Some have heard the strong claims that we make on behalf of Christianity, that a last generation will, in the grace and power of God, cease from sinning, but they have mistakenly inferred that in saying that, we were making the claim to sinlessness or to be approaching sinlessness.

That conclusion is illogical. We look at a text like Revelation 14:1-5 and see unambiguously that those composing the last generation will have drawn exceeding close to Jesus. The brightness of His spotless purity will be shining upon these followers more than it has shone on any other group. Thus, the group that in all history will feel the most sinful, will in fact be God's last generation. They will not only feel more sinful than any other group ever has, but will actually have more depraved, more disordered human natures than any other group of followers ever ihas had. Then to think that followers of Jesus in this last generation would be uttering claims to be without sin, begs the imagination! Rather, if there is any group that will be apt to be restrained in personal claims to heightened spirituality and sinlessness, it will be precisely these. How dangerous and unchristian it is to infer such things, and to use such unfair representations to discredit our desire to answer Jesus' desire that we sin not (Exodus 20:20; Psalm 4:4; Ezekiel 3:21; John 8:11; 1 Corinthians 15:34; Ephesians 4:6; 1 John 2:1, etc.).

And so, apart from the sampling of precious Ellen G, White statements from Steps to Christ, we still have the very clear statement in Jeremiah 17:9 telling us that we cannot be too sure about our own spiritual estate. It is exceptionally clear that If we would say that we have no sin, we would deceive ourselves, and the truth could not be in us.

If We Say that We Have Not Sinned

The third statement in series is v. 10: "If we say that we have not sinned, we make Him a liar, and His word is not in us." Where the first statement, that fellowship was had with God (v. 6) cast God in a false light, and the second (v. 8) reflected mostly on the one claiming to be without sin, this third in series now claims that one has not sinned. It is the most obscene claim of all.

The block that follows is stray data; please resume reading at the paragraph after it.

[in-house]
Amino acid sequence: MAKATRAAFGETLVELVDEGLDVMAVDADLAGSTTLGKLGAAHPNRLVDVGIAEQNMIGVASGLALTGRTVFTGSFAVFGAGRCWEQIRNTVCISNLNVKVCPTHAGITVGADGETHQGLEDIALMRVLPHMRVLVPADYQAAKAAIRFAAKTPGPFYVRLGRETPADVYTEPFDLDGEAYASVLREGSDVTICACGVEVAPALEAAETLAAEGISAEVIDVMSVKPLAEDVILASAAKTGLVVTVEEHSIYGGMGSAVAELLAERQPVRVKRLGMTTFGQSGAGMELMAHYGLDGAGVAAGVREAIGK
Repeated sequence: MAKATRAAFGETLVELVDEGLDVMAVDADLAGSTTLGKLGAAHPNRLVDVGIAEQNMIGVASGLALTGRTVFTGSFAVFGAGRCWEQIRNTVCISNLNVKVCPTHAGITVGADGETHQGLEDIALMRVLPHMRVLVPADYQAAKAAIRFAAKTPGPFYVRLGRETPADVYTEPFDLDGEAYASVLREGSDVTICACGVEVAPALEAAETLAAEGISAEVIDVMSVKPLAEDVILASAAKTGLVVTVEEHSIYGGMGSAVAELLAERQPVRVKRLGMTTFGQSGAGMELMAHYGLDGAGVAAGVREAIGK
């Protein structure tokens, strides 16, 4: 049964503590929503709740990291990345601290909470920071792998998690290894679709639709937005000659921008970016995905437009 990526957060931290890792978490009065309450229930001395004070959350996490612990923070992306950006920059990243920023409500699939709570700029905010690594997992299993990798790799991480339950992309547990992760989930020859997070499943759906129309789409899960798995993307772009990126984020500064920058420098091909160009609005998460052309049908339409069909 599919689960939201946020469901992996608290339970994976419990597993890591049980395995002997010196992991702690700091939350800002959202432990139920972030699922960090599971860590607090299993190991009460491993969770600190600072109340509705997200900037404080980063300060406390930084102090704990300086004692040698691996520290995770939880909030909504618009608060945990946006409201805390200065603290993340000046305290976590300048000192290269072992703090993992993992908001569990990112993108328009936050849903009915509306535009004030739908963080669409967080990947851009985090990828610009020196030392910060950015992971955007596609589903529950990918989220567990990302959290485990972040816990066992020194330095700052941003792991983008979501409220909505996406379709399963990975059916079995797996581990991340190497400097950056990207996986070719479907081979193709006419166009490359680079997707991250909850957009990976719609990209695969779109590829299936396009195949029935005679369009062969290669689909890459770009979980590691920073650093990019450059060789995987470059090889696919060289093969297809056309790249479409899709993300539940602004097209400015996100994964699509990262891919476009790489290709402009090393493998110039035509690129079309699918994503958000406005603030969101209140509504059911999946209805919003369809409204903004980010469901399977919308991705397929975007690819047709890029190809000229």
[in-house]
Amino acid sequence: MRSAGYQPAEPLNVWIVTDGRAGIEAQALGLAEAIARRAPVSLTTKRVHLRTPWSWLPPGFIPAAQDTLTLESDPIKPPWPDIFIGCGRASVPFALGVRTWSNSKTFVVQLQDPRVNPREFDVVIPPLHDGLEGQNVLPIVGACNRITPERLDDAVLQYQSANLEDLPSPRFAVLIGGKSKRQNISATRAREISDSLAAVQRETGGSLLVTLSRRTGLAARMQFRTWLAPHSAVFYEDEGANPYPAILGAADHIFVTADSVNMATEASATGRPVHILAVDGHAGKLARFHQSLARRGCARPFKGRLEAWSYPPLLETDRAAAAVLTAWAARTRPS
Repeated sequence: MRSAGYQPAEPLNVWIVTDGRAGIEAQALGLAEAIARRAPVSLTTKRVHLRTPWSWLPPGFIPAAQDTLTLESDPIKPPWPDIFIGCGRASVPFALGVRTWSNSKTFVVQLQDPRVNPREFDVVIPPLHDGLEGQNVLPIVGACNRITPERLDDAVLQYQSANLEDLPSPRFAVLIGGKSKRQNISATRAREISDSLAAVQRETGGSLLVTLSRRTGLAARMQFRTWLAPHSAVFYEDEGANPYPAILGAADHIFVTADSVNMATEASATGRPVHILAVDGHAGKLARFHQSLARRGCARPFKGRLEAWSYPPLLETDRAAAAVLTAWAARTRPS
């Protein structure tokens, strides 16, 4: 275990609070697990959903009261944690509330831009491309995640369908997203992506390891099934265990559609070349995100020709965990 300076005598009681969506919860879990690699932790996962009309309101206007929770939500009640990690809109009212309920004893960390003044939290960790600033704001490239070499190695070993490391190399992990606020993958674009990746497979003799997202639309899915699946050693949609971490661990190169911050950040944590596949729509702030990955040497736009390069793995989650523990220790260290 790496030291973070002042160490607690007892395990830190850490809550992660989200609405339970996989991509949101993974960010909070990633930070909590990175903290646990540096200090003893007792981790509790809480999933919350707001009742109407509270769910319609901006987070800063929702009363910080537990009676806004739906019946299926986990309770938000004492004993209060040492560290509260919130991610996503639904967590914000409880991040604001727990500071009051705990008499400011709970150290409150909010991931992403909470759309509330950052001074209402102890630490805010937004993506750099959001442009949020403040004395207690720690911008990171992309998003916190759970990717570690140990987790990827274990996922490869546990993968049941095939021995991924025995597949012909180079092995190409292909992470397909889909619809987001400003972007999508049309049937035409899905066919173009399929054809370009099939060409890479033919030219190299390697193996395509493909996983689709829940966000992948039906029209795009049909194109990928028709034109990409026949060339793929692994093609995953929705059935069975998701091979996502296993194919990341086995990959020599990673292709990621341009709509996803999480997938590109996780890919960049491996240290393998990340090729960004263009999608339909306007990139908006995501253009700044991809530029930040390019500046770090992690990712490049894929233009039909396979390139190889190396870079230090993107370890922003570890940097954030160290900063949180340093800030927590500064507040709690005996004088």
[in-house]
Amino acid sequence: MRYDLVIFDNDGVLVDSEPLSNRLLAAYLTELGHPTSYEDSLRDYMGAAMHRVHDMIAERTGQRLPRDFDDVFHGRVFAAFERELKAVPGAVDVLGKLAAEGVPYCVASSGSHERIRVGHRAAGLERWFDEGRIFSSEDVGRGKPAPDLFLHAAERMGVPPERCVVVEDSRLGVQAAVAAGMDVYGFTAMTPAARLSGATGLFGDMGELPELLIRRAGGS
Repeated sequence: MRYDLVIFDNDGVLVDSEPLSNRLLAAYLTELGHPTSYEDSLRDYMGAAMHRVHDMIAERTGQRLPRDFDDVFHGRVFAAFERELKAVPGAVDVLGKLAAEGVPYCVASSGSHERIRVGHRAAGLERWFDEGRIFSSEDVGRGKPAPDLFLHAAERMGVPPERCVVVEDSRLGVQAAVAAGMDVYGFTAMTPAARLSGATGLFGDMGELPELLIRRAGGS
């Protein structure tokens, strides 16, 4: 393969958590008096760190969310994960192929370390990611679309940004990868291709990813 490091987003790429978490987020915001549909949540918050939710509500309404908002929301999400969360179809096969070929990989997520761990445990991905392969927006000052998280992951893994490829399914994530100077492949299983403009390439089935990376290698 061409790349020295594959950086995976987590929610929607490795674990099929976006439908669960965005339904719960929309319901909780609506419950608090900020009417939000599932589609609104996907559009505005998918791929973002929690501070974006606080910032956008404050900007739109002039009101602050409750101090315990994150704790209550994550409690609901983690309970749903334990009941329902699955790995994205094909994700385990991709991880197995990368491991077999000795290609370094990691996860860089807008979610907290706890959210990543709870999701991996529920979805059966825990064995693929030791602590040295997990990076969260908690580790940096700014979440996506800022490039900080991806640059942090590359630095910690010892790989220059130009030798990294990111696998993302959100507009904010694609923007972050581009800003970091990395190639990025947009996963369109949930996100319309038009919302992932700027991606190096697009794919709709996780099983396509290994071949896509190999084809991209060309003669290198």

This statement casts God in the worst kind of false light. It makes "Him a liar." The statement would not have made Him a liar before Adam sinned. It would not have made Jesus a liar, for He was tempted "in all points like we are; yet without sin" (Hebrews 4:15). But when it comes to all the rest of us who have attained to moral accountability, then it is true, and we have unambiguous Scripture on that: Romans 3:23: "For all have sinned and come short of the glory of God." To say that we have not sinned is to deny the truth of Romans 3:23. Romans 5:12 echoes the point again, telling plainly that "death passed upon all men, for that [because] all men sinned."

To "make God a liar" in v. 10 does not actually make Him a liar; it makes him out to be a liar; it causes it to appear, superficially, at least, that He is a liar. It makes Him a liar for asserting that all men have sinned, because one is claiming to be an exception to the statement. To make God out to be a liar is to impugn His character. But this is opposite of the mission of the last generation; His purpose for us is to be used of God in vindicating His character. Few claims do more to undermine God's character and gospel than to misrepresent God (as being untruthful) and man (as not standing in need of redemption).

There is a linkage between all three of these "if we say" ifs. First (v. 6) one lies about himself, claiming to have fellowship with God (but in works denying it). In v. 8 he deceives himself with his claim that he has no sin. Finally, in v. 10 he is so self-deceived that he can claim never to have sinned. See the progression, from knowing lie, to self-deception, to utter delusion? I am sorry to say that I have seen a similar progression in some who became stubbornly involved in church conflicts. The original claims are stretched by being retold again and again. The story changes. At last, the person who cherished his bitterness comes to see the matter not as it was but as he has reimagined the story. How important is every counsel of Scripture, including the warning not to let the sun go down on our wrath (Ephesians 4:26), but to find resolution with those we are set at odds with (Luke 12:58).

There is a further linkage. All of these are claims that are contrary to fact. In v. 6 the claim maker does not have fellowship with the Father. In v. 8 the claimer is not without sin, for he is disagreeing with the divine warning that he cannot lay such a claim. His fallen human equipment is fallible. Remember, he claimed fellowship with God in verse six, but the closer we come to Jesus the more faulty we will appear in our own eyes. Remember, inspiration uses words like wicked, deceitful, impure, defiled, defect, faulty, imperfect, moral deformity. In v. 10 his abandonment of God and His Word is such that he presents to the world the strongest character misrepresentation.

If We Walk in the Light